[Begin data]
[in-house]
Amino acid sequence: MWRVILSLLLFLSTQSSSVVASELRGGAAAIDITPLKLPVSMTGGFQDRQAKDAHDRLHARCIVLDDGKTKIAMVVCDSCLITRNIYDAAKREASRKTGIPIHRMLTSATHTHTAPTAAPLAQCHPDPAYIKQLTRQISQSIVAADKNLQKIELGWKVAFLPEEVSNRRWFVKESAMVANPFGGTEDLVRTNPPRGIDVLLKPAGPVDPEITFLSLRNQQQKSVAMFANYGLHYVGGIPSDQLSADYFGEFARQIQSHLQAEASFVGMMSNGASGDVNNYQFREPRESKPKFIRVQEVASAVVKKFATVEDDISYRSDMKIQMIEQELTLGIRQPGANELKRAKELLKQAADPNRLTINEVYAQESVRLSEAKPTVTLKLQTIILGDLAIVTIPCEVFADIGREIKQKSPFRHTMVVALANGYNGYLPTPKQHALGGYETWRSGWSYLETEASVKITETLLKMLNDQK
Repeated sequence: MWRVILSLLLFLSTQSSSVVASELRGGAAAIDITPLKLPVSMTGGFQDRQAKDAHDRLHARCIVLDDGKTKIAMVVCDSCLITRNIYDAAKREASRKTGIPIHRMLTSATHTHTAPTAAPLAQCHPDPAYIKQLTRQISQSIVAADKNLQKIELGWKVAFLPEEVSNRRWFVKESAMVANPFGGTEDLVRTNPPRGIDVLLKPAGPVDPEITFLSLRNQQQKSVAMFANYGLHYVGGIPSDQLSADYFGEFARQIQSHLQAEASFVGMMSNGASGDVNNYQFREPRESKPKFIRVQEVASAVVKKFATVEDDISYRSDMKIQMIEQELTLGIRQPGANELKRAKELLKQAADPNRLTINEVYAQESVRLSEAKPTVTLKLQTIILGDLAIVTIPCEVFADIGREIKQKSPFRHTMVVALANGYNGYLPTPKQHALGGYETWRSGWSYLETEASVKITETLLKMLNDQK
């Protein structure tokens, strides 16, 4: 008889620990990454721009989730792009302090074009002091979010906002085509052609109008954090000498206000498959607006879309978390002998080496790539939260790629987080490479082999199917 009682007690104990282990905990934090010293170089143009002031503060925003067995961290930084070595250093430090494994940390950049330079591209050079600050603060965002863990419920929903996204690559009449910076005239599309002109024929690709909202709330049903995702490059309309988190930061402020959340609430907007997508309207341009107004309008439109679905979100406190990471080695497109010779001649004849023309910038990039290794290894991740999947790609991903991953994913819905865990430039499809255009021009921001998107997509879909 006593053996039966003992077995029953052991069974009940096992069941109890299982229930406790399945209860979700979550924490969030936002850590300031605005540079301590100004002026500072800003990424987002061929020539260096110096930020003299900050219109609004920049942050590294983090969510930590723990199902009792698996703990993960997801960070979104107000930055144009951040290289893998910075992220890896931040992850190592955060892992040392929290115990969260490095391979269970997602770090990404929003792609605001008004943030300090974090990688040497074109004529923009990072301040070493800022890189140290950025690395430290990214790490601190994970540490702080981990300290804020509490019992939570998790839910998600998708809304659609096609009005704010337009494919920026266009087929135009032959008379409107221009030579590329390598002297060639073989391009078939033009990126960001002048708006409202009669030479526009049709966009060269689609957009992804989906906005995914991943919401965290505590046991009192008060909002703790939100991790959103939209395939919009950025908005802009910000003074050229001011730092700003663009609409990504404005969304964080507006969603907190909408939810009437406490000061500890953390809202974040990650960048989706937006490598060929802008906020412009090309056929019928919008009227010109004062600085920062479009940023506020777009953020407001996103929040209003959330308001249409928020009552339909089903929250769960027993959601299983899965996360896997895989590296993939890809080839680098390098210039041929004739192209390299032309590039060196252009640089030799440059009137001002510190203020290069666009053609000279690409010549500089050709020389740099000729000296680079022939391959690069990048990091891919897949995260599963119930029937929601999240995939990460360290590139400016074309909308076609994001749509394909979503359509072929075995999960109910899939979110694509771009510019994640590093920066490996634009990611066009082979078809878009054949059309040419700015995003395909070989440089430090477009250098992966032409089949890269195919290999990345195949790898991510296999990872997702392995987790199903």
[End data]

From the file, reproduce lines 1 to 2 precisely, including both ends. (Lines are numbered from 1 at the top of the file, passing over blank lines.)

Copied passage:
[in-house]
Amino acid sequence: MWRVILSLLLFLSTQSSSVVASELRGGAAAIDITPLKLPVSMTGGFQDRQAKDAHDRLHARCIVLDDGKTKIAMVVCDSCLITRNIYDAAKREASRKTGIPIHRMLTSATHTHTAPTAAPLAQCHPDPAYIKQLTRQISQSIVAADKNLQKIELGWKVAFLPEEVSNRRWFVKESAMVANPFGGTEDLVRTNPPRGIDVLLKPAGPVDPEITFLSLRNQQQKSVAMFANYGLHYVGGIPSDQLSADYFGEFARQIQSHLQAEASFVGMMSNGASGDVNNYQFREPRESKPKFIRVQEVASAVVKKFATVEDDISYRSDMKIQMIEQELTLGIRQPGANELKRAKELLKQAADPNRLTINEVYAQESVRLSEAKPTVTLKLQTIILGDLAIVTIPCEVFADIGREIKQKSPFRHTMVVALANGYNGYLPTPKQHALGGYETWRSGWSYLETEASVKITETLLKMLNDQK